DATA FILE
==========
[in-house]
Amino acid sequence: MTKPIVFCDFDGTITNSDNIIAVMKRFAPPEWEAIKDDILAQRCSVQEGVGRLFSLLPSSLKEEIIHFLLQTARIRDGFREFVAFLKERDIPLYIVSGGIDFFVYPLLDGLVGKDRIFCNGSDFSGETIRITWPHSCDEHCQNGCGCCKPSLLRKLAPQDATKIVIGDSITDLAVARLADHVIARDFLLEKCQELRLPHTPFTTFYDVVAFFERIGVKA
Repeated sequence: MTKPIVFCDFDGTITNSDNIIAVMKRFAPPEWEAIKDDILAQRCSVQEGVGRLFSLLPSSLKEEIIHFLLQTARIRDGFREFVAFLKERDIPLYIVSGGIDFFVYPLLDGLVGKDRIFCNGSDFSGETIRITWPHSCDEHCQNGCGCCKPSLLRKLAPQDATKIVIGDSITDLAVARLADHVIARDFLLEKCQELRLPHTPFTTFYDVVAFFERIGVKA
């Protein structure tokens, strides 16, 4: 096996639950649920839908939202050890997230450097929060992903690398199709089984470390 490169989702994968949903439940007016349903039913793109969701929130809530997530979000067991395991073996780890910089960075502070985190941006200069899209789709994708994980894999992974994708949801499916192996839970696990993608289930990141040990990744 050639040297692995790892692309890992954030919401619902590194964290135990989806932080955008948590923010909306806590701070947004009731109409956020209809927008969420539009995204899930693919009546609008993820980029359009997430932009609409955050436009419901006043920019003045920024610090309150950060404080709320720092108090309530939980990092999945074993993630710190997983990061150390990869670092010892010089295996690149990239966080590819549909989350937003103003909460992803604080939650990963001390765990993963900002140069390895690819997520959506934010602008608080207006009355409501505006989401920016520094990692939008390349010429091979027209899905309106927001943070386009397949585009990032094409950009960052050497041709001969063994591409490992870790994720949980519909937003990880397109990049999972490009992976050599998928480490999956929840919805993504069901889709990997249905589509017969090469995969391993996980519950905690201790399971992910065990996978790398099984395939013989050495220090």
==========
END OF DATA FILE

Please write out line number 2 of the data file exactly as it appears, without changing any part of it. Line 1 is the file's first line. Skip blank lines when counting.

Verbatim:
Amino acid sequence: MTKPIVFCDFDGTITNSDNIIAVMKRFAPPEWEAIKDDILAQRCSVQEGVGRLFSLLPSSLKEEIIHFLLQTARIRDGFREFVAFLKERDIPLYIVSGGIDFFVYPLLDGLVGKDRIFCNGSDFSGETIRITWPHSCDEHCQNGCGCCKPSLLRKLAPQDATKIVIGDSITDLAVARLADHVIARDFLLEKCQELRLPHTPFTTFYDVVAFFERIGVKA